Like many bands fed up with what they hear on the radio, Sleepers Awake set out four years ago to fashion something stimulating.

Like many bands fed up with what they hear on the radio, Sleepers Awake set out four years ago to fashion something stimulating.

"Nothing that was coming out was particularly exciting us," guitarist Rob Bradley said.

So they tried to come up with music that didn't mesh with knuckle-dragging nu metal and saccharine sweet "Stacy's Mom" fare. Judging from their debut, Priests of the Fire - set for release Friday at the Scarlet and Grey Cafe - they pulled it off.

There are plenty of touchstones in Sleepers Awake's sound, from the Maynard James Keenan corner of modern rock (Tool, A Perfect Circle) to metal forefathers Black Sabbath and Led Zeppelin to the hipster-friendly stoner rock of Queens of the Stone Age. But the self-described prog-rock band is tough to pigeonhole.

They play like a metal band, with chunky low-end riffs, double-bass drum fills and harmonized guitar solos, but as drummer Chris Burnside plainly stated, "It's definitely not metal."

Songs like "Won't Let Go" and "The Ancient" blend those hard-nosed genre signifiers with pop elements. In some moments, it works wonderfully, but the band also treads dangerously close to Godsmack territory at times. Vocalist Chris Thompson's somber bellow usually delivers a dramatic payoff but occasionally skirts that post-Vedder realm that has poisoned so much of modern rock.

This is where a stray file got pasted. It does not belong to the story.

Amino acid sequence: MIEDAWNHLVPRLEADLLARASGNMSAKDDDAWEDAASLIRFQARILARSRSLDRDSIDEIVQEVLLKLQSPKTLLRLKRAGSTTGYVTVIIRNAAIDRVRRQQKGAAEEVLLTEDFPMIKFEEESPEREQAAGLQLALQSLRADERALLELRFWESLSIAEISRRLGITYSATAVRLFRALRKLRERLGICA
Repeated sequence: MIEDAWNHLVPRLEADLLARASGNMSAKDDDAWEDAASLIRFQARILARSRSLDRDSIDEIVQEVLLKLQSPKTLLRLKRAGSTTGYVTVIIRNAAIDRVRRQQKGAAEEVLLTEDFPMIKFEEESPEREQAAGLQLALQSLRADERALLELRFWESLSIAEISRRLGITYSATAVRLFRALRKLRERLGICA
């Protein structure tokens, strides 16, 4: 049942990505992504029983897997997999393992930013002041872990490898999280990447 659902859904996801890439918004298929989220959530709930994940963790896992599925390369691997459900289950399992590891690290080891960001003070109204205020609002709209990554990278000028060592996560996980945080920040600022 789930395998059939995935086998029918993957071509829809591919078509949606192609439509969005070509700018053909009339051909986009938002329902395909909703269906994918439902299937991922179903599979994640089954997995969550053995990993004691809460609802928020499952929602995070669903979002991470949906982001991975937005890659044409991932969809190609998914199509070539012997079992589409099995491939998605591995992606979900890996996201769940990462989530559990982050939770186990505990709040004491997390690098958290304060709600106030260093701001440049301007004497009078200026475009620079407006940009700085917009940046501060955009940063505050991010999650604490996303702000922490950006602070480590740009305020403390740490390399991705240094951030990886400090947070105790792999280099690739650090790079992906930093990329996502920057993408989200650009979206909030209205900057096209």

More often than not, though, Thompson's vocals are an asset that helps to further blur Sleepers Awake's genre lines.

"Even if I wanted to, I couldn't scream or growl," Thompson said, laughing. "So I'm stuck with singing gently."

The band's surest strength is winding song structures that rarely repeat yet still manage to satisfy pop cravings without the benefit of repetition. There's a melodic smartness about these riffs that transcends short attention spans and achieves the kind of sonic landscape the band is shooting for.

Then there's the subject matter: historical fiction and fantasy stories ripped straight from the "nerdy prog-rock bands" this crew idolizes.

Though Thompson said there may be some allegorical meaning buried in tales like "Priests of the Fire" and "The Colossus That Bestrode the World," he mostly prefers to write story-songs because they fit with the linear song structures and they stray from tired romantic tropes.

"It's just pure imagination and art," Thompson said. "Even the music itself tells a story."

E-mail your local music news to Chris DeVille at cdeville@columbusalive.com